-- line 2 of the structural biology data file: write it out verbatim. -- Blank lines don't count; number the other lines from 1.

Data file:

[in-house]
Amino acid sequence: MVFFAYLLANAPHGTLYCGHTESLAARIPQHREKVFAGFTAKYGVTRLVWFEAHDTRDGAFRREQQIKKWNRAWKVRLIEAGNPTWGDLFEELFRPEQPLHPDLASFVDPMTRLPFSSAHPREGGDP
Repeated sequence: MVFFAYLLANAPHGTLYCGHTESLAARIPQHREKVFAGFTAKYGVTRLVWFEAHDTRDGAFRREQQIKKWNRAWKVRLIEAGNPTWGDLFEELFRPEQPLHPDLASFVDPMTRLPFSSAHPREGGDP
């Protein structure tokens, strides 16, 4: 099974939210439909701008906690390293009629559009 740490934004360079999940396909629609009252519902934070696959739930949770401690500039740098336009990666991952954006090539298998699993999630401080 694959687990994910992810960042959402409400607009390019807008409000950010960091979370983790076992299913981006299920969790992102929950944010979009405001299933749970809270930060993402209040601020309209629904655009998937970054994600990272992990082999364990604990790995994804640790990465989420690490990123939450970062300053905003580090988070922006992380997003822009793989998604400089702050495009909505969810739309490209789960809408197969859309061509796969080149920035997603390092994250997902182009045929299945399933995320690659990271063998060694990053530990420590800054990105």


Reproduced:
Amino acid sequence: MVFFAYLLANAPHGTLYCGHTESLAARIPQHREKVFAGFTAKYGVTRLVWFEAHDTRDGAFRREQQIKKWNRAWKVRLIEAGNPTWGDLFEELFRPEQPLHPDLASFVDPMTRLPFSSAHPREGGDP